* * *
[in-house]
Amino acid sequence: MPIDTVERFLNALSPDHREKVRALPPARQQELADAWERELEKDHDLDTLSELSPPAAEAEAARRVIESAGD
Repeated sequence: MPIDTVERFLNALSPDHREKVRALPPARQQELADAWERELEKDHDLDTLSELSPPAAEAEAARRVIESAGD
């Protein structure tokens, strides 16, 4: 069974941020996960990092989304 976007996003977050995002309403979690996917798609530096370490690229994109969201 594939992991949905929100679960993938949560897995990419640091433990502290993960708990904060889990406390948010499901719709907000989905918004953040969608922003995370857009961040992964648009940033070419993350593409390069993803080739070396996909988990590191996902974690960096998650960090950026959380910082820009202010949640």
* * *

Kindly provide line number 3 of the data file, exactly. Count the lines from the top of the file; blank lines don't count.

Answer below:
Repeated sequence: MPIDTVERFLNALSPDHREKVRALPPARQQELADAWERELEKDHDLDTLSELSPPAAEAEAARRVIESAGD